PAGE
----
Dear Friends,

By now enough water has gone under the Christian Spiritual Formation bridge that we can give some assessment of where we have come and what yet needs to be done. When I first began writing in the field in the late 70s and early 80s the term “Spiritual Formation” was hardly known, except for highly specialized references in relation to the [Roman] Catholic orders. Today it is a rare person who has not heard the term. Seminary courses in Spiritual Formation proliferate like baby rabbits. Huge numbers are seeking to become certified as Spiritual Directors to answer the cry of multiplied thousands for spiritual direction. (Online source, emphasis mine)

The aforementioned Gilley is correct when he points out:

Medieval mysticism has managed to survive within small pockets of Roman Catholicism for centuries but has gone largely unnoticed by evangelicals. It is true that a few groups, such as the Quakers, have always kept some aspect of mysticism within range of evangelical awareness, and elements of mystical practices have actually thrived in charismatic circles right down to the ranks of Fundamentalism. But classical mysticism was virtually unknown in Evangelical circles until 1978 when Quaker minister Richard J. Foster published Celebration of Discipline, the Path to Spiritual Growth.

Hailed by Christianity Today as one of the ten best books of the twentieth century and voted by the readers of that magazine as the third most influential book after the Bible, Celebration of Discipline has blown the doors off evangelicals’ understanding of spirituality. What Foster has done, in essence, is reintroduce to the church the so-called “masters of the interior life” as he likes to call the Medieval mystics. He declares that they alone have discovered the key to true spiritual life and slowly, over the last few years, convinced multitudes that he is right. (Online source)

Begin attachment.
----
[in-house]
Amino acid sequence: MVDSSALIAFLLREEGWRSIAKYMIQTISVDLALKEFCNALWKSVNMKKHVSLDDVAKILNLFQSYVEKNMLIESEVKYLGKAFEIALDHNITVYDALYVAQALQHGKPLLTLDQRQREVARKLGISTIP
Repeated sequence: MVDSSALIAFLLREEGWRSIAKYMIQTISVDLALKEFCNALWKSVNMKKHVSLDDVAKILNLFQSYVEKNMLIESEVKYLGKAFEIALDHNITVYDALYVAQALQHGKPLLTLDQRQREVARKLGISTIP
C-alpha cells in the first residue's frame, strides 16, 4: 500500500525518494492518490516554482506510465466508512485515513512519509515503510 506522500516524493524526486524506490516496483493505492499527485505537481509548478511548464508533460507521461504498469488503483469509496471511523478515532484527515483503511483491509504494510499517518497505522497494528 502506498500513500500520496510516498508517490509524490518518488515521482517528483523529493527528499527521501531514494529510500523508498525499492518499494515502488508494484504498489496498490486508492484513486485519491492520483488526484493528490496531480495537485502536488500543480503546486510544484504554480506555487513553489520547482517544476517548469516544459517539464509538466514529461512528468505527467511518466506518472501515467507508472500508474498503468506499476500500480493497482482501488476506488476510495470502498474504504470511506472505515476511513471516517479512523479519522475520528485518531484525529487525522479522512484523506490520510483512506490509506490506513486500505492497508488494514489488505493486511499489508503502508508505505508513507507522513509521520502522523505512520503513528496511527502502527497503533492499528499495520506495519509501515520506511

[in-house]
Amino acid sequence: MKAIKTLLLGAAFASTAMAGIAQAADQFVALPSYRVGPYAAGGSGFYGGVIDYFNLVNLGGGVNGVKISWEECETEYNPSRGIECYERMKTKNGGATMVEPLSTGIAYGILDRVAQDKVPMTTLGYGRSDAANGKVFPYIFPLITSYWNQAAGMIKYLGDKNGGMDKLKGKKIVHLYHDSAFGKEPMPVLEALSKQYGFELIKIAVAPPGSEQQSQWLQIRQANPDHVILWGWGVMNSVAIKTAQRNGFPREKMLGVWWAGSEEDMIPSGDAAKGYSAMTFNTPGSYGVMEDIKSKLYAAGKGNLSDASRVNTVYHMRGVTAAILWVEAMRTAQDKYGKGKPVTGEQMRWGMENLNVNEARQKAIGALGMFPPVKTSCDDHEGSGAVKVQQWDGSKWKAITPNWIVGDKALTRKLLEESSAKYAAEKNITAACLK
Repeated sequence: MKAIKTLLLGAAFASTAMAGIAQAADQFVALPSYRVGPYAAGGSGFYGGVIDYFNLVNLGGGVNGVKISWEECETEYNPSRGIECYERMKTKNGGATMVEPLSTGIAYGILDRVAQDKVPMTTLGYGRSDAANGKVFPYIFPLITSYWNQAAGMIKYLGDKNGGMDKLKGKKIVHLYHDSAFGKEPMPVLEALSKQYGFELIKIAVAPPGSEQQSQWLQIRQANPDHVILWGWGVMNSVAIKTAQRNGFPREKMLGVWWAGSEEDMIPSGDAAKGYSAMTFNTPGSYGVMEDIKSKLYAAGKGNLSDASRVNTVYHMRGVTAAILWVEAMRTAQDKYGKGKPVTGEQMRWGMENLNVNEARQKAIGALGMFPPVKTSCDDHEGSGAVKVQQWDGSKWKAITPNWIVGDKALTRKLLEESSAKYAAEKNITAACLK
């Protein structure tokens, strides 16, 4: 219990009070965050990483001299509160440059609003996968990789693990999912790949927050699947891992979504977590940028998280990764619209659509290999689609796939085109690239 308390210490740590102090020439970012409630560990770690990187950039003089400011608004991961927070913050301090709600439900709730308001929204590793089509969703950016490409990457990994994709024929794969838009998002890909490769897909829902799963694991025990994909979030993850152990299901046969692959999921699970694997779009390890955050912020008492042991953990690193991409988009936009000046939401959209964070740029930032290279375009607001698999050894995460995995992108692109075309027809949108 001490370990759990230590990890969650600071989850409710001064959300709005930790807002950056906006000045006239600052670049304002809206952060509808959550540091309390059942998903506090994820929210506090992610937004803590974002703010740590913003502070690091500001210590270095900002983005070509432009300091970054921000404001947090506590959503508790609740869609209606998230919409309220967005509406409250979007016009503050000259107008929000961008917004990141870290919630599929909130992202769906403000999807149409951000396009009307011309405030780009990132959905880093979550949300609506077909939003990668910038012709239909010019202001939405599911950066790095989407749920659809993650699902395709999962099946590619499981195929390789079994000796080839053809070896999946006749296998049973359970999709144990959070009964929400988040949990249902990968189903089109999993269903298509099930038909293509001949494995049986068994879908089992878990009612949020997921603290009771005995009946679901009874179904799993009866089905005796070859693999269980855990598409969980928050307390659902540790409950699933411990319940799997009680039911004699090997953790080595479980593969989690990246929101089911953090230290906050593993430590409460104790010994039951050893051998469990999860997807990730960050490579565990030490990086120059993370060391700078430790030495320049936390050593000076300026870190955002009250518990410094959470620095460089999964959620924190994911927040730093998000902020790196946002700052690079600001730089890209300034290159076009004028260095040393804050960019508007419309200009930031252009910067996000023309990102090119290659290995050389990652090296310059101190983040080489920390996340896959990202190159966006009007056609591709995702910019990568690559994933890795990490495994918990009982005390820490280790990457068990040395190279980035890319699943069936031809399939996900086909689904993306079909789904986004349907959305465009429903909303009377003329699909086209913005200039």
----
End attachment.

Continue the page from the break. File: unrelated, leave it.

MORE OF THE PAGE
So the Quaker mystic Richard Foster didn’t discover anything that had been part of the proper Protestant, and Biblical, spirituality of sola Scriptura; it makes one wonder why emerging New Calvinist Mark Driscoll and his Acts 29 Network recommend Foster and his deceived disciplines. All the more curious when just the other day Driscoll would write in What Is Idolatry?:

(Online source)

Um, what? Well now, perhaps Emerging Church pastor Mark Driscoll now wants to take us into the postmodern Wonderland of Humpty Dumpty language where words are warped to mean whatever the speaker wants them to mean. That’s why, in my opinion, new Calvinism is actually a postmodern form of Calvinism; where Calvinists can claim to hold to Reformation theology, while also embracing the Counter Reformtation spirituality that Protestant Reformers like John Calvin clearly rejected. Now if you’ll excuse me, I think I’m going to take a long swim upon my nice dry, warm, icy pool for a minute.


[1], accessed 7/21/10.

[2], accessed 7/21/10.

[3] Tony Jones, Sacred Way: Spiritual Practices for Everyday Life [Grand Rapids: Zondervan/Emergent YS, 2005], 215, emphasis mine.

[4] Ibid., 80, emphasis mine.

[5] Richard Foster, Emilie Griffin, Spiritual Classics [San Francisco: Harper One, 2000], 155, emphasis mine.

HT: Discern The Time

See also: